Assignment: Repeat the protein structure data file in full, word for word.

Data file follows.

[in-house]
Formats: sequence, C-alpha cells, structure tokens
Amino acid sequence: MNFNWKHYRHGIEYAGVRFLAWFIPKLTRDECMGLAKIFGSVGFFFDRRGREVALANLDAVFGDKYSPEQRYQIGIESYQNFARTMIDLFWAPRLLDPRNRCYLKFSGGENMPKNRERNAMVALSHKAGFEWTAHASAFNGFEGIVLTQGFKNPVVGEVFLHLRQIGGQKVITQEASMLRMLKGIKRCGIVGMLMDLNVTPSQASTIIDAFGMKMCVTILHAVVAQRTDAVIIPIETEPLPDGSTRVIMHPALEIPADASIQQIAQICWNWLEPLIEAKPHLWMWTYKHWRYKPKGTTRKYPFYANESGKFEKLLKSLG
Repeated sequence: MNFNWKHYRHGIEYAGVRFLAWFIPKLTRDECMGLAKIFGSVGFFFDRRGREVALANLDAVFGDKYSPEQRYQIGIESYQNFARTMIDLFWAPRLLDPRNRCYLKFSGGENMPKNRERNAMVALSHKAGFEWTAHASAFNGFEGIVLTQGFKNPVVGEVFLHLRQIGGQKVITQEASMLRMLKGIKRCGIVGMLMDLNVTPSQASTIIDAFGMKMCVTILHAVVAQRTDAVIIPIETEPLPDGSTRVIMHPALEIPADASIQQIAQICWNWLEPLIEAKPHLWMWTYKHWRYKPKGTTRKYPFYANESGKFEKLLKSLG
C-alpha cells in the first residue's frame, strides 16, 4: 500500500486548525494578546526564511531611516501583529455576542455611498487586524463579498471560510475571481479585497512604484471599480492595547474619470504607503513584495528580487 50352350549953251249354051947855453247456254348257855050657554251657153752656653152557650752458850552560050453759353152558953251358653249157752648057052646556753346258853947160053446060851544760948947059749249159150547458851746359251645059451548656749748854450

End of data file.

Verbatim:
[in-house]
Formats: sequence, C-alpha cells, structure tokens
Amino acid sequence: MNFNWKHYRHGIEYAGVRFLAWFIPKLTRDECMGLAKIFGSVGFFFDRRGREVALANLDAVFGDKYSPEQRYQIGIESYQNFARTMIDLFWAPRLLDPRNRCYLKFSGGENMPKNRERNAMVALSHKAGFEWTAHASAFNGFEGIVLTQGFKNPVVGEVFLHLRQIGGQKVITQEASMLRMLKGIKRCGIVGMLMDLNVTPSQASTIIDAFGMKMCVTILHAVVAQRTDAVIIPIETEPLPDGSTRVIMHPALEIPADASIQQIAQICWNWLEPLIEAKPHLWMWTYKHWRYKPKGTTRKYPFYANESGKFEKLLKSLG
Repeated sequence: MNFNWKHYRHGIEYAGVRFLAWFIPKLTRDECMGLAKIFGSVGFFFDRRGREVALANLDAVFGDKYSPEQRYQIGIESYQNFARTMIDLFWAPRLLDPRNRCYLKFSGGENMPKNRERNAMVALSHKAGFEWTAHASAFNGFEGIVLTQGFKNPVVGEVFLHLRQIGGQKVITQEASMLRMLKGIKRCGIVGMLMDLNVTPSQASTIIDAFGMKMCVTILHAVVAQRTDAVIIPIETEPLPDGSTRVIMHPALEIPADASIQQIAQICWNWLEPLIEAKPHLWMWTYKHWRYKPKGTTRKYPFYANESGKFEKLLKSLG
C-alpha cells in the first residue's frame, strides 16, 4: 500500500486548525494578546526564511531611516501583529455576542455611498487586524463579498471560510475571481479585497512604484471599480492595547474619470504607503513584495528580487 50352350549953251249354051947855453247456254348257855050657554251657153752656653152557650752458850552560050453759353152558953251358653249157752648057052646556753346258853947160053446060851544760948947059749249159150547458851746359251645059451548656749748854450